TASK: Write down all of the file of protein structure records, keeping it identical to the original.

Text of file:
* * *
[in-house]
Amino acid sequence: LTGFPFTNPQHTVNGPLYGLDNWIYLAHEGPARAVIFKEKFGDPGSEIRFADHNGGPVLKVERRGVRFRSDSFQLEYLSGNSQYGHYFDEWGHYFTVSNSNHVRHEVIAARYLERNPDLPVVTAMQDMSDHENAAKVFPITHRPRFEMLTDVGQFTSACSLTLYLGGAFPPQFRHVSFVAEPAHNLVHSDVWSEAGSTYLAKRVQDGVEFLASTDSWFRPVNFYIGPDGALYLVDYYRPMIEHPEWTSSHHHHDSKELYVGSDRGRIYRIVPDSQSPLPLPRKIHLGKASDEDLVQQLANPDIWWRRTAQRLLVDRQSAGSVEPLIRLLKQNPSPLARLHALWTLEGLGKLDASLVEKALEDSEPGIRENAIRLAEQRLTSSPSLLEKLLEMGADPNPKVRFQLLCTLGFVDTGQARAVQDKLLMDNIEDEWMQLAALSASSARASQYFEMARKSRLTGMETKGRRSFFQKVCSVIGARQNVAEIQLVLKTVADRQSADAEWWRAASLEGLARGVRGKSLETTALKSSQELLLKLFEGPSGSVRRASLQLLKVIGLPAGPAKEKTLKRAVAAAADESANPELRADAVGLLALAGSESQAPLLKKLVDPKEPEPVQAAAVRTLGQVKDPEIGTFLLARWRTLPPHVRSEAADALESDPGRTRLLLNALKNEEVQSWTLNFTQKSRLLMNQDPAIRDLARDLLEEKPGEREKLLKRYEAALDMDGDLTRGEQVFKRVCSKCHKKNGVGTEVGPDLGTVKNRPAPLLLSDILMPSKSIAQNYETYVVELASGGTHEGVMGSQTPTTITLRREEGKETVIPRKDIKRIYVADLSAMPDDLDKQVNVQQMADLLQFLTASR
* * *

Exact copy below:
[in-house]
Amino acid sequence: LTGFPFTNPQHTVNGPLYGLDNWIYLAHEGPARAVIFKEKFGDPGSEIRFADHNGGPVLKVERRGVRFRSDSFQLEYLSGNSQYGHYFDEWGHYFTVSNSNHVRHEVIAARYLERNPDLPVVTAMQDMSDHENAAKVFPITHRPRFEMLTDVGQFTSACSLTLYLGGAFPPQFRHVSFVAEPAHNLVHSDVWSEAGSTYLAKRVQDGVEFLASTDSWFRPVNFYIGPDGALYLVDYYRPMIEHPEWTSSHHHHDSKELYVGSDRGRIYRIVPDSQSPLPLPRKIHLGKASDEDLVQQLANPDIWWRRTAQRLLVDRQSAGSVEPLIRLLKQNPSPLARLHALWTLEGLGKLDASLVEKALEDSEPGIRENAIRLAEQRLTSSPSLLEKLLEMGADPNPKVRFQLLCTLGFVDTGQARAVQDKLLMDNIEDEWMQLAALSASSARASQYFEMARKSRLTGMETKGRRSFFQKVCSVIGARQNVAEIQLVLKTVADRQSADAEWWRAASLEGLARGVRGKSLETTALKSSQELLLKLFEGPSGSVRRASLQLLKVIGLPAGPAKEKTLKRAVAAAADESANPELRADAVGLLALAGSESQAPLLKKLVDPKEPEPVQAAAVRTLGQVKDPEIGTFLLARWRTLPPHVRSEAADALESDPGRTRLLLNALKNEEVQSWTLNFTQKSRLLMNQDPAIRDLARDLLEEKPGEREKLLKRYEAALDMDGDLTRGEQVFKRVCSKCHKKNGVGTEVGPDLGTVKNRPAPLLLSDILMPSKSIAQNYETYVVELASGGTHEGVMGSQTPTTITLRREEGKETVIPRKDIKRIYVADLSAMPDDLDKQVNVQQMADLLQFLTASR